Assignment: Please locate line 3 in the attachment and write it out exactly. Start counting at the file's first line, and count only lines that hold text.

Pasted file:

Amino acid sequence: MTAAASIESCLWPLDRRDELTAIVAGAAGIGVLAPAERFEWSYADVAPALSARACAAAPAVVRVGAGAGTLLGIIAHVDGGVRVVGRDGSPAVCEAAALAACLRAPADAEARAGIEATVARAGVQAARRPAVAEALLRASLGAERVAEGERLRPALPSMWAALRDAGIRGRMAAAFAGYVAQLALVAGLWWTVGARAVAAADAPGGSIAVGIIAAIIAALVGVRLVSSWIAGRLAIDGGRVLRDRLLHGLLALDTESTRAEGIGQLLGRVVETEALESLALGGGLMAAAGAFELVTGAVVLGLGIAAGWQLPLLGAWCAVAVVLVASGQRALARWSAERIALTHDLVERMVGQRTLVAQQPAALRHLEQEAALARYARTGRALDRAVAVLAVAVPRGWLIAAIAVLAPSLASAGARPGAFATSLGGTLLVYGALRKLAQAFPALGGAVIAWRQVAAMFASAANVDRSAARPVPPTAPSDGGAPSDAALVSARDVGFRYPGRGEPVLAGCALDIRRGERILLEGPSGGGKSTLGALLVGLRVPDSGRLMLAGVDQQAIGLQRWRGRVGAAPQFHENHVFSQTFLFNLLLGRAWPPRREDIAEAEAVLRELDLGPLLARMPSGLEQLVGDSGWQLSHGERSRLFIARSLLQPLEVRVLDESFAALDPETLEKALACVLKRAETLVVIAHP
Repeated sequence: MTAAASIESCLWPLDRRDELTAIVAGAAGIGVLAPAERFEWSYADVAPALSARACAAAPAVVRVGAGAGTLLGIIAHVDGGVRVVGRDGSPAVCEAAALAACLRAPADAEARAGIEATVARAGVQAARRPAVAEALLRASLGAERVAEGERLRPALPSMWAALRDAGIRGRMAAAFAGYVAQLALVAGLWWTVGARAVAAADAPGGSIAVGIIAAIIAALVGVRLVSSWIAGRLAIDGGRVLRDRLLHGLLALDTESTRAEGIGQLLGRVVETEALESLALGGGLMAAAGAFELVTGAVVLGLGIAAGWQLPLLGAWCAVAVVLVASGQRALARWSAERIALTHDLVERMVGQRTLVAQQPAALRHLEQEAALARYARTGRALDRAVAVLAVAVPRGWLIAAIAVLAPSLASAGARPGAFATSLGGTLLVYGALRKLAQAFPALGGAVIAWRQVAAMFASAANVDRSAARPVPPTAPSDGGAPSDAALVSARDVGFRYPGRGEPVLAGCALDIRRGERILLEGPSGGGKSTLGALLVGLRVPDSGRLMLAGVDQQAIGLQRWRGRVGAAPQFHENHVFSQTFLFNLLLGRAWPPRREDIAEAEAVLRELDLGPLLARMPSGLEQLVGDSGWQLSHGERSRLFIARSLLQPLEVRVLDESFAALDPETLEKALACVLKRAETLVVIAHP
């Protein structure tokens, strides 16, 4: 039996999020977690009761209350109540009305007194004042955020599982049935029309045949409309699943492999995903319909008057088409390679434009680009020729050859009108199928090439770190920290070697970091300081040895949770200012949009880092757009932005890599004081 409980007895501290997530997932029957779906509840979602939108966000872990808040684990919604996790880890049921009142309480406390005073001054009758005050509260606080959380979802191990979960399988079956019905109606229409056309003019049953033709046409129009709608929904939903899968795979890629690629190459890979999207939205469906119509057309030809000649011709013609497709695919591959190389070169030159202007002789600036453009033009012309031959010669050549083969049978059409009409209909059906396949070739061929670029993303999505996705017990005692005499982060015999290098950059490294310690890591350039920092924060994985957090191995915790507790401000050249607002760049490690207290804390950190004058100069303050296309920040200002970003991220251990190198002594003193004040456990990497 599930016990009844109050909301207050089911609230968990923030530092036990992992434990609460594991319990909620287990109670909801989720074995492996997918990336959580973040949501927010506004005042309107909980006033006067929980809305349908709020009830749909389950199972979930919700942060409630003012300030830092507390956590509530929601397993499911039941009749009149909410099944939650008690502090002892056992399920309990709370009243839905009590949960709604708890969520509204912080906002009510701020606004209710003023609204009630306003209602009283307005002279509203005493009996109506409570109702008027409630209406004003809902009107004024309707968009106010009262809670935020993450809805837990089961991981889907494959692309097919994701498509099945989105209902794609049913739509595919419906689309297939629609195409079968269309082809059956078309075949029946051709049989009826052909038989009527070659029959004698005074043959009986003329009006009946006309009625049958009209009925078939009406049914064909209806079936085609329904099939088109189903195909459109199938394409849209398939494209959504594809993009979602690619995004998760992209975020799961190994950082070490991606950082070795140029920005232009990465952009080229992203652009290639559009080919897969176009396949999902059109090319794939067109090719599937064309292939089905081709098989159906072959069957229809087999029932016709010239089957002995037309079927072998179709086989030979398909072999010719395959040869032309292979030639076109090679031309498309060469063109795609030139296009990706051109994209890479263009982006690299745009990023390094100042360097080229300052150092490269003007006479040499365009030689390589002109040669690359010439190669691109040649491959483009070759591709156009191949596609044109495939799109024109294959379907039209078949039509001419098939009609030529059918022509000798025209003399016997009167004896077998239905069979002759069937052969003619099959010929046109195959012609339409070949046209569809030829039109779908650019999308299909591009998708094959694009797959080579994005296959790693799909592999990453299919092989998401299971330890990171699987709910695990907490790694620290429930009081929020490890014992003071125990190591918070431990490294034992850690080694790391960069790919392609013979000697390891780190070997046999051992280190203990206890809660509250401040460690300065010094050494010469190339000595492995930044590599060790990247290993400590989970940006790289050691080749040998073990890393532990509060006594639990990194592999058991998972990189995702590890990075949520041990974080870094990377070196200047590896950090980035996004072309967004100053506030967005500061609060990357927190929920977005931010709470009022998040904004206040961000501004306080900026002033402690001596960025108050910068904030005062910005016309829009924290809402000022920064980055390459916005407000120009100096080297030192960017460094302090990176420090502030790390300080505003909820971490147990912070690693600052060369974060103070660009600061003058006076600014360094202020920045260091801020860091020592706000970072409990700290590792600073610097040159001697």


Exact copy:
């Protein structure tokens, strides 16, 4: 039996999020977690009761209350109540009305007194004042955020599982049935029309045949409309699943492999995903319909008057088409390679434009680009020729050859009108199928090439770190920290070697970091300081040895949770200012949009880092757009932005890599004081 409980007895501290997530997932029957779906509840979602939108966000872990808040684990919604996790880890049921009142309480406390005073001054009758005050509260606080959380979802191990979960399988079956019905109606229409056309003019049953033709046409129009709608929904939903899968795979890629690629190459890979999207939205469906119509057309030809000649011709013609497709695919591959190389070169030159202007002789600036453009033009012309031959010669050549083969049978059409009409209909059906396949070739061929670029993303999505996705017990005692005499982060015999290098950059490294310690890591350039920092924060994985957090191995915790507790401000050249607002760049490690207290804390950190004058100069303050296309920040200002970003991220251990190198002594003193004040456990990497 599930016990009844109050909301207050089911609230968990923030530092036990992992434990609460594991319990909620287990109670909801989720074995492996997918990336959580973040949501927010506004005042309107909980006033006067929980809305349908709020009830749909389950199972979930919700942060409630003012300030830092507390956590509530929601397993499911039941009749009149909410099944939650008690502090002892056992399920309990709370009243839905009590949960709604708890969520509204912080906002009510701020606004209710003023609204009630306003209602009283307005002279509203005493009996109506409570109702008027409630209406004003809902009107004024309707968009106010009262809670935020993450809805837990089961991981889907494959692309097919994701498509099945989105209902794609049913739509595919419906689309297939629609195409079968269309082809059956078309075949029946051709049989009826052909038989009527070659029959004698005074043959009986003329009006009946006309009625049958009209009925078939009406049914064909209806079936085609329904099939088109189903195909459109199938394409849209398939494209959504594809993009979602690619995004998760992209975020799961190994950082070490991606950082070795140029920005232009990465952009080229992203652009290639559009080919897969176009396949999902059109090319794939067109090719599937064309292939089905081709098989159906072959069957229809087999029932016709010239089957002995037309079927072998179709086989030979398909072999010719395959040869032309292979030639076109090679031309498309060469063109795609030139296009990706051109994209890479263009982006690299745009990023390094100042360097080229300052150092490269003007006479040499365009030689390589002109040669690359010439190669691109040649491959483009070759591709156009191949596609044109495939799109024109294959379907039209078949039509001419098939009609030529059918022509000798025209003399016997009167004896077998239905069979002759069937052969003619099959010929046109195959012609339409070949046209569809030829039109779908650019999308299909591009998708094959694009797959080579994005296959790693799909592999990453299919092989998401299971330890990171699987709910695990907490790694620290429930009081929020490890014992003071125990190591918070431990490294034992850690080694790391960069790919392609013979000697390891780190070997046999051992280190203990206890809660509250401040460690300065010094050494010469190339000595492995930044590599060790990247290993400590989970940006790289050691080749040998073990890393532990509060006594639990990194592999058991998972990189995702590890990075949520041990974080870094990377070196200047590896950090980035996004072309967004100053506030967005500061609060990357927190929920977005931010709470009022998040904004206040961000501004306080900026002033402690001596960025108050910068904030005062910005016309829009924290809402000022920064980055390459916005407000120009100096080297030192960017460094302090990176420090502030790390300080505003909820971490147990912070690693600052060369974060103070660009600061003058006076600014360094202020920045260091801020860091020592706000970072409990700290590792600073610097040159001697």